Mobile back-end consulting?

During a recent discussion with a friend (hi Brian) i had an epiphany. Well, actually it was just a series of realizations that should have been obvious long ago. The series was this:

  1. most mobile applications have a server component
  2. web services are the most obvious way of exposing server components to mobile applications
  3. therefore, mobile applications are just another flavor of semi-autonomous web service clients
  4. mobile applications are a growth space
  5. mobile application development skills are very different than good server-side development skills
  6. i know a lot about designing, and implementing, REST/HTTP web services to support semi-autonomous clients
  7. profit?

That last bullet really does come with a question mark instead of an exclamation. I really like designing web service APIs, and i am really good at it. I am just not sure there is enough of demand to make it worth focusing my career on that space. On the other hand, it feels like it might be a highly underserved niche.

I think that if i am to make a go of this it would have to be as an independent. It seems unlikely that a shop focused on mobile application development would be willing to add the fixed cost of a back-end developer in this economy. That would be a hard sell even to a shop that fully believed that an expertly designed API would pay of in reduced maintenance and lower costs of change over the long run.

So my questions to my readers (all three of you) are: a) Is this an idea worth pursuing? b) Do you know of anyone developing a mobile app that could use a skilled mobile app back-end developer? c) Do i want to go out on my own right now?

3 thoughts on “Mobile back-end consulting?

  1. I think you might need to consider your point #3 some more: if mobile apps are “just another” client, how much more value can you add to the development?

    Also, REST/HTTP has many kinds of awesomeness, but bandwidth friendliness is not typically one of them. Consider that many bandwidth constrained apps do things like send single bytes with the bits inside flipped as flags vs what bandwidth would be sucked up by running through the whole HTTP stack.

    I’m not trying to be pessimistic so much as just suggesting that you really need to articulate the expertise and benefit you could bring to a mobile > backend development above and beyond any other fat client > backend situation.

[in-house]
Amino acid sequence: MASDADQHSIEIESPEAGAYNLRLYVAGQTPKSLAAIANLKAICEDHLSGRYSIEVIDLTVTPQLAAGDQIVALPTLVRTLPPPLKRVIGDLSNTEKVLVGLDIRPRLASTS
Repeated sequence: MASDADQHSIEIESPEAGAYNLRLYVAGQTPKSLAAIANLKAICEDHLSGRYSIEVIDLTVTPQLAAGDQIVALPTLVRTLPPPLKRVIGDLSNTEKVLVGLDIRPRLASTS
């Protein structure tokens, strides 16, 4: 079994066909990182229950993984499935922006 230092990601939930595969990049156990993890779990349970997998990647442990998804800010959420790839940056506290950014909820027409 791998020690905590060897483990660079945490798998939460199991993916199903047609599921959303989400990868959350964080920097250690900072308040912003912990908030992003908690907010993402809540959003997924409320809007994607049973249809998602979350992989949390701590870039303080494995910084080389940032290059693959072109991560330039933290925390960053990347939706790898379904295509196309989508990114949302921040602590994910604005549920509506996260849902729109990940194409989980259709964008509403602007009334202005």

Thanks,

    Mike

  2. Michael, thanks for the feed back.

    I have plans for some posts articulating what I have found is important when developing APIs for mobile applications. They do have some limitations (e.g. they generally suffer from high latencies) that need to be taken into account but in many ways they are not particularly special (e.g. bandwidth is usually pretty reasonable).

    On the other hand, judging from the set of APIs on the internet today, the number of people that can actually design an decent API seems to be vanishing small. For mobile applications it is particularly important that APIs be well designed because of the limitations of the devices and the fact that once you release a version of the app that version will never go away.

  3. You can develop an elegant, powerful API for mobile applications and attempt to sell it. I’ve tried something similar a couple of times. The Object-Oriented Project Size Estimation tool, Oopsize, written in Java, produces time estimates for the development of oo objects. We formed a company, put up a Web site, advertised, and wound up selling a single copy. We closed the company. Further down the road, I developed the Mathematical Server Sizing tool and published an article in IEEE “Computer” describing the mathematics of the tool. Once again, after a couple of years, it became clear that no one was going to buy the tool from me, even though the idea of the tool showed great utility. Today, the tool is freely available on Source Forge and I have like 800 users worldwide.

    I doubt that you can develop a viable program product on your own. Even if your idea is “dynomite” and the tool is well thought out and a great problem solver, it takes piles of money and connections to get your tool in front of someone that may actually buy it. If you’re curious, consider seriously how you intend to market your tool. Check out those costs. You absolutely will not believe what they charge for advertising. I thought I had a great advantage with the Server Sizing tool because it was written up in “Computer”. As it turns out, managers that could possibly authorize the purchase of such a tool actually can’t read, a fact I overlooked in my initial marketing plan. Please don’t quote that last comment on the Web. I’m trying to get a job, again.

    Sarcasm aside, developing both of these tools was a lot of fun. If you have the time and money to put something like this together, go for it. But I wouldn’t recommend quitting your day job, especially if other people are depending on you for financial support.

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